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Miniatures : Music For Piano And Percussion

ECM 478 0266






1. Ritual

2. Tiziano's Painting

3. Asian Songs And Rhythms No. 40

4. Byzantine Icon

5. Serenity

6. Abstractio

7. Prayer

8. Gunam

9. Madiba

10. The Temple - War - Litanies

11. Krunk

12. Ave Gloriosa

13. Visible Spirit

14. Deep And Far

15. Ce jour de l'an

Glauco Venier - Piano, gongs, bells, metals

The Italian pianist Glauco Venier, now in his 50s, has led groups since as long ago as 1990. He may, however, be best known for working and recording as part of a trio with vocalist Norma Winstone and soprano sax and bass clarinetist Klaus Gesing over more recent years. Their album Distances, released in 2007, was nominated for a Grammy in the Best Jazz Vocal Album Category. This, though, is Venier's first solo album and could be regarded as a curiosity in some respects. The occasion which prompted the disc was the music that Venier created for a documentary film on the sculptor Giorgio Celiberti. As well as piano, there was also playing on metal sculptures designed to have sound qualities, otherwise known as 'sonorous sculptures'. On this recording, further sculptures by Harry Bertoja have been added to those of Celiberti and to the gongs and bells that might more conventionally be included among percussion instruments.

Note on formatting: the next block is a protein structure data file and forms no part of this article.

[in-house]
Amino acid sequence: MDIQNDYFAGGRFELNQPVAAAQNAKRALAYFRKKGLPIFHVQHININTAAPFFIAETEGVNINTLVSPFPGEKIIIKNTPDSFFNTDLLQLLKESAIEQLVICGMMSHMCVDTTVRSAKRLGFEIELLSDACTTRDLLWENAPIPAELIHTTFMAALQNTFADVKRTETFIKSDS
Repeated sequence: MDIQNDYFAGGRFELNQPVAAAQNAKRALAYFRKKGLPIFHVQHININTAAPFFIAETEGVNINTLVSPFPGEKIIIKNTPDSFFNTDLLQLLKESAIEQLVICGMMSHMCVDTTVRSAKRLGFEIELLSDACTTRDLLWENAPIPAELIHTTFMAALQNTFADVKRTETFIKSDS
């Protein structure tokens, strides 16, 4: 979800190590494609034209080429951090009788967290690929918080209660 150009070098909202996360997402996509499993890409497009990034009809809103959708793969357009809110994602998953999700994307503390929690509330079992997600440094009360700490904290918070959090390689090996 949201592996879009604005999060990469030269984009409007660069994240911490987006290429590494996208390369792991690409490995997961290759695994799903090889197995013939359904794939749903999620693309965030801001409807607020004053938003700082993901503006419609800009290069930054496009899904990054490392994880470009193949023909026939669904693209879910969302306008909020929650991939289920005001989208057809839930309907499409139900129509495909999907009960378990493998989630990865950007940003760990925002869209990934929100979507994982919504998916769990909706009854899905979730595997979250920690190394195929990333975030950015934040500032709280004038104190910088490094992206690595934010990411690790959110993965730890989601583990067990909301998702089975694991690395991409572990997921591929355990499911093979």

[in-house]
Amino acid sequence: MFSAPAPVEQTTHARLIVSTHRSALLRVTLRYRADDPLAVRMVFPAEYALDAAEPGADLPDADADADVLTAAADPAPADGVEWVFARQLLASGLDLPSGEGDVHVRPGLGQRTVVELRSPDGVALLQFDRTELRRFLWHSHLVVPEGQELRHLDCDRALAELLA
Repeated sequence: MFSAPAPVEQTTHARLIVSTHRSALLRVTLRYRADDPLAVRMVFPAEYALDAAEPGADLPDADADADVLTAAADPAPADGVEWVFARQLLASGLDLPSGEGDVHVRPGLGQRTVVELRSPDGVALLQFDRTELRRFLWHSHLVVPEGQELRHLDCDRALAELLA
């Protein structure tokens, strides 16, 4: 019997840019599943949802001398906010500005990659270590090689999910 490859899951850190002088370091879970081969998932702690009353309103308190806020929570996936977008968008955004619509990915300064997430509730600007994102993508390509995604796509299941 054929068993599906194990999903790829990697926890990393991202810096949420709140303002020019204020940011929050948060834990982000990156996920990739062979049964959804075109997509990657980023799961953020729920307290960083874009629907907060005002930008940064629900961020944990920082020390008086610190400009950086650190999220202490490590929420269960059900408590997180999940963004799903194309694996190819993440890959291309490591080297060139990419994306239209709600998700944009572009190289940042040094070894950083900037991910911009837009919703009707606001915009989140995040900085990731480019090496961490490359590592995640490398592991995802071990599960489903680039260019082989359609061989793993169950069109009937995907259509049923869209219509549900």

The album is entitled Miniatures, no doubt reflecting the brevity of many of the pieces here. Indeed, the whole disc is only 55 minutes long. There are several outstanding tracks. Asian Songs And Rhythms No.40, composed by George Gurdjieff, the Russian mystic and his collaborator Thomas de Hartmann, is a beautiful melody exquisitely rendered. Byzantine Icon is played with tenderness and finesse and features delicate work on the metal sculptures. Serenity lives up to its title, conveying a sense of limpid calmness and beatitude. There is plenty of good music elsewhere, too. Prayer is a further track of charm and sensitivity and the modern singer/songwriter Alessandra Franco's Gunam proves to be a piece of refreshing subtlety.The anonymous composition from the thirteenth century, Ave Gloriosa, builds, after a slow beginning, in Jarrett-like fashion and has its own quiet appeal. I liked, too, the accessible, pleasant treatment of a melody from the pen of the Renaissance composer Guillaume Dufay, Ce jour de l'an. In Tiziano's Painting, the gentlest of introductions heralds a dialogue between piano and sound sculptures, to moving effect.

For the rest, I confess to being less enthusiastic. The Temple - War - Litanies, for instance, is suggestive more of abstract contemporary classical music than jazz. Venier is undoubtedly a fine pianist and composer. Ten of the tracks feature his own compositions. A number of his titles suggest a religious sensibility and his music conveys, for the most part, a deep sense of peace and harmony. I did find myself wondering how far the sonorous sculptures enhanced the percussion element on the disc. For me, they were at times a constructive presence but on occasions less so. Don't let that discourage you from making your own judgement. Venier has more than enough qualities to satisfy the discerning listener.

James Poore

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